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November 4, 2012 / Damien Irving

Best practices for scientific computing

Welcome to the first ever Dr Climate blog post! As discussed on the What is Dr Climate? page, I’m hoping to cover a lot of ground on this blog. From the latest climate science textbooks/resources, to literature searching, programming, word processing, data management and career progression / self marketing, I’ll be touching on a wide range of tools and general practices that can improve the way you do research in the weather and climate sciences.

Despite this long list of topics to choose from, the decision to make scientific computing the focus of my first post was actually a pretty easy one. It’s something we all spend a large percentage of our time doing, and yet most of us are primarily self taught. We all know that there must be easier and more efficient ways to do things, but in many cases it’s hard to know where to start. I used to think that I was the only person who felt this way, however I’ve come to realise that we all feel like this to some degree. I’ll talk more about the Software Carpentry Bootcamp that I’m involved in organising in later posts, but the fact that registrations have been coming in thick and fast is testament to the fact that we’d all like a little extra help in this area.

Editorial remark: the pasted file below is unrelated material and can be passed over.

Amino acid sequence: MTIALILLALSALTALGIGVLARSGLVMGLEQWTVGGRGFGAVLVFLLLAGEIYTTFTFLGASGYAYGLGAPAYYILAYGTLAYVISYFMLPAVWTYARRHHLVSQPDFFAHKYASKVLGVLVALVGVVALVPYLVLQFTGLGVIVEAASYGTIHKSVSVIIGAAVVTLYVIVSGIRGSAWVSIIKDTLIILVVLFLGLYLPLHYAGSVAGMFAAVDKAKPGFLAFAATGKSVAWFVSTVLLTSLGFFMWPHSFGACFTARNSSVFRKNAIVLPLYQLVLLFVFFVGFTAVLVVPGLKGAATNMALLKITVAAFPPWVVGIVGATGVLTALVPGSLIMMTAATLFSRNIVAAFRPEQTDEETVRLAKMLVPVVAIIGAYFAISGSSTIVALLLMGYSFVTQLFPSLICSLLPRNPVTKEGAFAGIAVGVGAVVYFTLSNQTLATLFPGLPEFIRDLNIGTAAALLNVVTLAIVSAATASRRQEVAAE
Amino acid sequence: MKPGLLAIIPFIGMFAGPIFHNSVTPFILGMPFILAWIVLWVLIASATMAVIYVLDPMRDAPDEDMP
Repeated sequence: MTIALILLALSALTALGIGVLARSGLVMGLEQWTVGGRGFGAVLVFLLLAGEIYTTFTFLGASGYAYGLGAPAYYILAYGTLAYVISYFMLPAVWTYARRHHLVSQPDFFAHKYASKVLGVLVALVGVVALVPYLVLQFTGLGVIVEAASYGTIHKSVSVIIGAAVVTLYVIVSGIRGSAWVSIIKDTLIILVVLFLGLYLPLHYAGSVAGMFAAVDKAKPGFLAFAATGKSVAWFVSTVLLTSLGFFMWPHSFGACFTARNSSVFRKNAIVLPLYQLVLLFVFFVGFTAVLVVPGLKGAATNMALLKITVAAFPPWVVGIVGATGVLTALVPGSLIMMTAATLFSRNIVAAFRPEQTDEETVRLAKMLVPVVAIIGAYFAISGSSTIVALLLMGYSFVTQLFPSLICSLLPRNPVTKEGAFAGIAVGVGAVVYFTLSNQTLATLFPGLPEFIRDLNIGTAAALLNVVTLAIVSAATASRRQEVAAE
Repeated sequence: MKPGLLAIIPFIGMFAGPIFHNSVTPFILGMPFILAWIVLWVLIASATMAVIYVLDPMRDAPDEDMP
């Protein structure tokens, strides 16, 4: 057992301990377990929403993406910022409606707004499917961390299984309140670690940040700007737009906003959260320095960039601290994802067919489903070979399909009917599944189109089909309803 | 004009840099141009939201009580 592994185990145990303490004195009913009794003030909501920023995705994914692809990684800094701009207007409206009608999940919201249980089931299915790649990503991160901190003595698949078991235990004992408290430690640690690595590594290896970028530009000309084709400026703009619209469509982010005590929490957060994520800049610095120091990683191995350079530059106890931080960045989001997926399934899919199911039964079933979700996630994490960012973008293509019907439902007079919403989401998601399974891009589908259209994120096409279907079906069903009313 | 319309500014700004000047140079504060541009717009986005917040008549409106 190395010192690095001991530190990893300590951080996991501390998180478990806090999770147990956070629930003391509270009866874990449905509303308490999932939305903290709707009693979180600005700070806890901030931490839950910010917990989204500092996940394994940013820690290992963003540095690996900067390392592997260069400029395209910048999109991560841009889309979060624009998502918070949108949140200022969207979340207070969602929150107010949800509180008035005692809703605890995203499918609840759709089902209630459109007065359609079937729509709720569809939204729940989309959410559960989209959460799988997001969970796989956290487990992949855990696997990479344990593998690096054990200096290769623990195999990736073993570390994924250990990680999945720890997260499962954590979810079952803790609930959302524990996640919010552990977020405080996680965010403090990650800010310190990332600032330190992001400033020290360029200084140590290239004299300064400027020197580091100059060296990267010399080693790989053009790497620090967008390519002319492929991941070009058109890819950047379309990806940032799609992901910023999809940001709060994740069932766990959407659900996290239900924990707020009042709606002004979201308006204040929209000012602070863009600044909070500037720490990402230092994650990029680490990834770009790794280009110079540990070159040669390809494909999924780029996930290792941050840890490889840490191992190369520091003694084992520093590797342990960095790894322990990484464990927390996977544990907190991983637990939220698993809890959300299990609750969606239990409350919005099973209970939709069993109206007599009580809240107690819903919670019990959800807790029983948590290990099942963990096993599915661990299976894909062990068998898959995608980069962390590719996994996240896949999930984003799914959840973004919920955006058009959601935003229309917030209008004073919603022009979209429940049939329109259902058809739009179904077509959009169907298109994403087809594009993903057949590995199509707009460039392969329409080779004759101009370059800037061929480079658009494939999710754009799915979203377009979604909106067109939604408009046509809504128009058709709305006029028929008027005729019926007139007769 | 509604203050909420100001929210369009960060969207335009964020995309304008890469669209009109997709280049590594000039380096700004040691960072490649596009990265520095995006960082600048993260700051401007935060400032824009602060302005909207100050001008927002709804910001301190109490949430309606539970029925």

In fact, if you don’t know where to start when it comes to improving your computing (or even if you do), check out the Software Carpentry website. Greg Wilson, who is the head of Software Carpentry, recently published a paper titled “Best Practices for Scientific Computing.” The paper makes the following key recommendations:

  1. Write programs for people, not computers
  2. Automate repetitive tasks
  3. Use the computer to record history
  4. Make incremental changes
  5. Use version control
  6. Don’t repeat yourself (or others)
  7. Plan for mistakes (defensive programming, write and run tests, turn bugs into test cases, use a symbolic debugger)
  8. Optimize software only after it works properly
  9. Document the design and purpose of the code rather than its mechanics
  10. Conduct code reviews

Over the coming weeks / months, I’ll devote a number of posts to documenting my efforts in trying to adopt each of these key recommendations. In the meantime, have a read of the draft manuscript. Do you already do all 10 recommendations, or do you have a long way to go before you are operating at ‘best practice’ standards?

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